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novel cuttings for purposes of regular translation. The example of the classical masters shows conclusively that it is not necessary to descend to this level in order to satisfy the requirements of the examination. And it is certain that the translation of such titbits has nothing to do with a humanistic education.

In the selection of the pieces offered here it has been attempted to illustrate the most important political events of the period, and to give some idea of the social life of the times. I venture to think that the study of the book will have a beneficent influence on the thoroughness of the literary reading, especially with respect to the novel of the nineteenth century. If the selection is representative of the best historical literature of the present time, it is entirely due to the cooperation of Professor Geyl. Indeed, without his collaboration the book would perhaps have remained a plan only, and at any rate would have been far less perfect than it is now. The preface is signed by myself alone, at the request of Professor Geyl, who disclaims the experience of a schoolmaster. It enables me to thank him for making this book what it is, and for contributing a historian's share in the attempt to raise the Standard of teaching in our schools.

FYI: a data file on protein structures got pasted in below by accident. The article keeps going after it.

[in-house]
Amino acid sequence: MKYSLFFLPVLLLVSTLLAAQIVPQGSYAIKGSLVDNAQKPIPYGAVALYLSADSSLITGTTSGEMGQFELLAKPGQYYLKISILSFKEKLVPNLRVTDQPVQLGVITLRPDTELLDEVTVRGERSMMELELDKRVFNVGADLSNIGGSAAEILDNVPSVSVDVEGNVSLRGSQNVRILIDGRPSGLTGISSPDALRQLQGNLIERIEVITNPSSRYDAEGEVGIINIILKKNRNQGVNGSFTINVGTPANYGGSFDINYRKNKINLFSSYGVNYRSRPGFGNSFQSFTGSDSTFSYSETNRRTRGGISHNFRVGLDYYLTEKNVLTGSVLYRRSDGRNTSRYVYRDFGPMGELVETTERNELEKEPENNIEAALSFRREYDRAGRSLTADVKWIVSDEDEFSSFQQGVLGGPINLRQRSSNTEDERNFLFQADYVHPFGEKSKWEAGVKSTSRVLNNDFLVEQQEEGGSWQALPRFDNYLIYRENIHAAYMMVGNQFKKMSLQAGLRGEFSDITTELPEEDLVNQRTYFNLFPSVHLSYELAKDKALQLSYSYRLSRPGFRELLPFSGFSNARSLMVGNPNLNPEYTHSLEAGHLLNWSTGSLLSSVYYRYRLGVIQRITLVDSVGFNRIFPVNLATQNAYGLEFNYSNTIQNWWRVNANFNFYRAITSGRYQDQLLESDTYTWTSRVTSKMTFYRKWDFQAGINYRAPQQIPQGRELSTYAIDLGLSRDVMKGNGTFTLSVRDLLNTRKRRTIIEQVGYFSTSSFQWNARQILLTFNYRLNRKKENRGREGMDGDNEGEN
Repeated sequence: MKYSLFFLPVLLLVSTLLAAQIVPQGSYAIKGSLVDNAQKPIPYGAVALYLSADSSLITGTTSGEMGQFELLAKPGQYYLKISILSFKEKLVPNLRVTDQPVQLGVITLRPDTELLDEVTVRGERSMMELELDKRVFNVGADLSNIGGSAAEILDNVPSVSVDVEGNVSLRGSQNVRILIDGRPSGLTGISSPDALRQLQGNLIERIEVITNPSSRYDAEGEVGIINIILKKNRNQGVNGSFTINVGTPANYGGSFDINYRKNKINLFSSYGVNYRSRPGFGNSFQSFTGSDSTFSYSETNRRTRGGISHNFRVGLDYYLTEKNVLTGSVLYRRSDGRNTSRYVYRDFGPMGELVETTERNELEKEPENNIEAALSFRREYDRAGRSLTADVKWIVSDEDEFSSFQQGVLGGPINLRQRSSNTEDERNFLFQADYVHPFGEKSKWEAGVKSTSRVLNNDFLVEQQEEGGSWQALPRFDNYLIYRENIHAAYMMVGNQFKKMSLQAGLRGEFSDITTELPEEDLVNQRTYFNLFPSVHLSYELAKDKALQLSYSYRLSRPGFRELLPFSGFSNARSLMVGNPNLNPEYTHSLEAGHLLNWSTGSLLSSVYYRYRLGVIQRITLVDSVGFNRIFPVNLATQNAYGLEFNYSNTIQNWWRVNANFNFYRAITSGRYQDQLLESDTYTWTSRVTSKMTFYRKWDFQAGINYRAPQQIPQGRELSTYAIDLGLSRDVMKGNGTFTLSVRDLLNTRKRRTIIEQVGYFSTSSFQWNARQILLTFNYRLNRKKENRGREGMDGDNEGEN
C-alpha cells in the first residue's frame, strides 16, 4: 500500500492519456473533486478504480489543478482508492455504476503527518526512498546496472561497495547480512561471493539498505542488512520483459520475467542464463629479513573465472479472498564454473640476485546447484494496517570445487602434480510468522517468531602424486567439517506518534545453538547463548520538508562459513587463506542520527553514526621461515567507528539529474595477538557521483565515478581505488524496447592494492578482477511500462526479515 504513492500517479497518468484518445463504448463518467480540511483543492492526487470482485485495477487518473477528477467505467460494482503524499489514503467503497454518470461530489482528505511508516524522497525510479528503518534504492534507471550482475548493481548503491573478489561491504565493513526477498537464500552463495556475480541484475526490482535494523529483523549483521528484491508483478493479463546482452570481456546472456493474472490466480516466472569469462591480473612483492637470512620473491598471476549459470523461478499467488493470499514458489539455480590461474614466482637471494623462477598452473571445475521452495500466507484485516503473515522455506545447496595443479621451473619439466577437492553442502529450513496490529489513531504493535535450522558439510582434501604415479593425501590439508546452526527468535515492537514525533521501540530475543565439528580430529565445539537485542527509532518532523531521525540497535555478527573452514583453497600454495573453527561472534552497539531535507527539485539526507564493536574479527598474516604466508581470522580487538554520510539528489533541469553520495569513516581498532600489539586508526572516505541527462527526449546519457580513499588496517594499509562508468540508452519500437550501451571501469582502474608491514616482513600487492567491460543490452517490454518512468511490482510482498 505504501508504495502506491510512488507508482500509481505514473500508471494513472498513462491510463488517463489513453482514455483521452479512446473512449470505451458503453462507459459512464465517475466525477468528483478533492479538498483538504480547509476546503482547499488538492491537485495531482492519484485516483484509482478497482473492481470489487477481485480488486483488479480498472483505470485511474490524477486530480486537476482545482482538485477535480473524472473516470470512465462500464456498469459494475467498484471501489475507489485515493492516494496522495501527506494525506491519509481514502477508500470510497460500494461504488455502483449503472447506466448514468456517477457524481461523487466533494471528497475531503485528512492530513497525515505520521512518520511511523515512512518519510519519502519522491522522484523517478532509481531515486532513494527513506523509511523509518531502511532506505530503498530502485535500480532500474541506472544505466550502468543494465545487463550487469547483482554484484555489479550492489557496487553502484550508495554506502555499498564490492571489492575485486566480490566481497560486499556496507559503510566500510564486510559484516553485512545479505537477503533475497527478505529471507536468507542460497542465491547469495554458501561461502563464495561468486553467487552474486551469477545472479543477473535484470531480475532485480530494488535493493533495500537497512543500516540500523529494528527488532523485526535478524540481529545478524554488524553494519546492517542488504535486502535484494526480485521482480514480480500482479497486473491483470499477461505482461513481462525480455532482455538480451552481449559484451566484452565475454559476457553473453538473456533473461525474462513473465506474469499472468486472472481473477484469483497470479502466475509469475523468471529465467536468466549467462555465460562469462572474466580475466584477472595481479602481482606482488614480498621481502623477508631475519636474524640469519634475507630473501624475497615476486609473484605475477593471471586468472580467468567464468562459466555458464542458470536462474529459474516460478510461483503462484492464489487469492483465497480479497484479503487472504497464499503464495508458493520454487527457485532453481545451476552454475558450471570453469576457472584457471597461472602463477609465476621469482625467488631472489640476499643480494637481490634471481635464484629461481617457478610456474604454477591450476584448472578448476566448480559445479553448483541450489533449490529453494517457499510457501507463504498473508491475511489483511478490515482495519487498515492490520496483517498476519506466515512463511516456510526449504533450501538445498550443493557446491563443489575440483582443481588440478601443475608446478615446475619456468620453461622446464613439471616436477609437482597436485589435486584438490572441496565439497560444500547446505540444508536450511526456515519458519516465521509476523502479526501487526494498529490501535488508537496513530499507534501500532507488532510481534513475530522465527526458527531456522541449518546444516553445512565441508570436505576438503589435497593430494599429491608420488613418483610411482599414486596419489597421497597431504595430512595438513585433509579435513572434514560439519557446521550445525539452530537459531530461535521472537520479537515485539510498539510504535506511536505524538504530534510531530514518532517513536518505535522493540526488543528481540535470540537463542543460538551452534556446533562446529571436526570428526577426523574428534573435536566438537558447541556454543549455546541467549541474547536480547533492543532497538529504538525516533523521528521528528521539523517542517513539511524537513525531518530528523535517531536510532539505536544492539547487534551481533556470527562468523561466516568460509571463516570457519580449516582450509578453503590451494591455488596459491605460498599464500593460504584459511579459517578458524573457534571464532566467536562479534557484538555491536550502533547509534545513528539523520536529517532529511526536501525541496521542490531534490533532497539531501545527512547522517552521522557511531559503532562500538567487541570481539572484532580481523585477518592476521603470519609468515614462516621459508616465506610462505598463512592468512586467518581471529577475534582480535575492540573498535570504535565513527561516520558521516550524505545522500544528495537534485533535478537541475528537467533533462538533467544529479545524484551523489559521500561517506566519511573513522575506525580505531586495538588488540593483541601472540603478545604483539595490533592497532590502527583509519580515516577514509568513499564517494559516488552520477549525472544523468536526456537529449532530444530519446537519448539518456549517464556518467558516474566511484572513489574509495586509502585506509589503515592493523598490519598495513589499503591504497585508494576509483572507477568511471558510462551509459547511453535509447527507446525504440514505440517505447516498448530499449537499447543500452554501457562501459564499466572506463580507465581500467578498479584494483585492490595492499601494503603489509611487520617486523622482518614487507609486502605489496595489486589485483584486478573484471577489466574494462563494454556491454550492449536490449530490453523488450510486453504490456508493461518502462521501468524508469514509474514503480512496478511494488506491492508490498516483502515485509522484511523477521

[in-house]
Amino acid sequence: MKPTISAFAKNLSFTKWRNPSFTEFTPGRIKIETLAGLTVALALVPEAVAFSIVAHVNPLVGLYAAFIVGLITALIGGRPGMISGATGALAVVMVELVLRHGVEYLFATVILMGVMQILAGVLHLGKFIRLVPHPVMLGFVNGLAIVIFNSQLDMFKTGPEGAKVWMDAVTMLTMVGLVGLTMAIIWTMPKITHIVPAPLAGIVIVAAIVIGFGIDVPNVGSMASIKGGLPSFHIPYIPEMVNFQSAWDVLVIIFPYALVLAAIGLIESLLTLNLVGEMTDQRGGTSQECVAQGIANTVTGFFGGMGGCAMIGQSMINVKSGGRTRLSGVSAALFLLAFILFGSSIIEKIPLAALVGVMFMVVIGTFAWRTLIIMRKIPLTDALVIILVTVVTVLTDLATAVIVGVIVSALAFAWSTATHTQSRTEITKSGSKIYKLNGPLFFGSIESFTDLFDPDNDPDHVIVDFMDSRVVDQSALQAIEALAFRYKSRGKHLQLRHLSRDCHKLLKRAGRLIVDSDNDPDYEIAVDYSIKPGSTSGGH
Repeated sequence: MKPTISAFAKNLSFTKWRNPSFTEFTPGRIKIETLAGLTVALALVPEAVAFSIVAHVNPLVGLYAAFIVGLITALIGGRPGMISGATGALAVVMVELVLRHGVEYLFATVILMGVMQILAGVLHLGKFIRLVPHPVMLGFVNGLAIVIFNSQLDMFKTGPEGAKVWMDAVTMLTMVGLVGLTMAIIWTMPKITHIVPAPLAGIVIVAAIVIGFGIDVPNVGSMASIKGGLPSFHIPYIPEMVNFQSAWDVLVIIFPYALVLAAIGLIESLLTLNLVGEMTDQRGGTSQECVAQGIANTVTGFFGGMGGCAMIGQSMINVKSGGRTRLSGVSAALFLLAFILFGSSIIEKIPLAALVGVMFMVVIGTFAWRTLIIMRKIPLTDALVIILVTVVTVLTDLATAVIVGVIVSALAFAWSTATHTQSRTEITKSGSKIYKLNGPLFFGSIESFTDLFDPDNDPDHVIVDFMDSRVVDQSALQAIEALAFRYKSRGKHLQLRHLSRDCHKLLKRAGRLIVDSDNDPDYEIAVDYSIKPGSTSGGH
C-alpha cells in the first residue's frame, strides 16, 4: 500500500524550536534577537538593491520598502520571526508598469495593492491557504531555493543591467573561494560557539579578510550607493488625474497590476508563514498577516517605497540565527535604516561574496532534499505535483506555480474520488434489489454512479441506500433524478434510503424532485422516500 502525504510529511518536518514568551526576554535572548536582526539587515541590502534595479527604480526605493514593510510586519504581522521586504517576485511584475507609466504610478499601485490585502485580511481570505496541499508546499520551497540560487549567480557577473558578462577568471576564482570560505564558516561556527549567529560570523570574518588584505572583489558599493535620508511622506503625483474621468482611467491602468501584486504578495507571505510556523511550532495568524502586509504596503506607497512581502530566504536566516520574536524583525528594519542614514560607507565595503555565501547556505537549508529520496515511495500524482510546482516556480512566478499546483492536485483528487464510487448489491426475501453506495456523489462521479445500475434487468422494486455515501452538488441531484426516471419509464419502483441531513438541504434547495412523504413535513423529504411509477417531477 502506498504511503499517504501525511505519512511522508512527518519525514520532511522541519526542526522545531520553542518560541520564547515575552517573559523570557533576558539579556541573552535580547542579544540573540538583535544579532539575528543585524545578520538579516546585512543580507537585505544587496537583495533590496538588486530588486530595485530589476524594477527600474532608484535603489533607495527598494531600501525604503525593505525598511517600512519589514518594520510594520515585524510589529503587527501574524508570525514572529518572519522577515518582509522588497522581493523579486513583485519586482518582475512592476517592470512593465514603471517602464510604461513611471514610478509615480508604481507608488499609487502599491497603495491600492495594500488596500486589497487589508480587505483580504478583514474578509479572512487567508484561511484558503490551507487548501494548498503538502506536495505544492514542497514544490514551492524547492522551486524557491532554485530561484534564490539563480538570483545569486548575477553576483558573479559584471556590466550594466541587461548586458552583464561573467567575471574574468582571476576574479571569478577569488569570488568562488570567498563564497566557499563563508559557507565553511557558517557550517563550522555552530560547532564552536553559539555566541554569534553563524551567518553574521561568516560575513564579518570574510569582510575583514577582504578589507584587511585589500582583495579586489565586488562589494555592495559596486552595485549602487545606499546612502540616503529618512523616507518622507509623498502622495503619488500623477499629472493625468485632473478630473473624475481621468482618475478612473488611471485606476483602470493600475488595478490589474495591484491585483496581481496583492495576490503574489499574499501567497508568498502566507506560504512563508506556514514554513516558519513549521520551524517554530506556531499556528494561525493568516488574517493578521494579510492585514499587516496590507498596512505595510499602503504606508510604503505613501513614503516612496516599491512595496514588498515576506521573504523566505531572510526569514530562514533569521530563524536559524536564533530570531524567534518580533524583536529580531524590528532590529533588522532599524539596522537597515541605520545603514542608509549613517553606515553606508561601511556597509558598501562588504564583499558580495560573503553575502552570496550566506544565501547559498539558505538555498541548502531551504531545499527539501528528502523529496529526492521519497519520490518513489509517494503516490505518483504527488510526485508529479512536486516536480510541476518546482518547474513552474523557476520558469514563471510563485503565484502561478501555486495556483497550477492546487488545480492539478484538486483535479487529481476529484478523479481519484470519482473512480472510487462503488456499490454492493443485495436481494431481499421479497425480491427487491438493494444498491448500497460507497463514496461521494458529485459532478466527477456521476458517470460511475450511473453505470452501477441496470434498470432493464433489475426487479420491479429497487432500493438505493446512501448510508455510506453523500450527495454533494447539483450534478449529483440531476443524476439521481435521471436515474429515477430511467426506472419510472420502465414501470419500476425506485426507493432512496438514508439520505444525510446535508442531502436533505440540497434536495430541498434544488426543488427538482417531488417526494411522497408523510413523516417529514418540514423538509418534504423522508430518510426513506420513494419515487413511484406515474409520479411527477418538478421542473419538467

The second part will appear in the spring of 1925.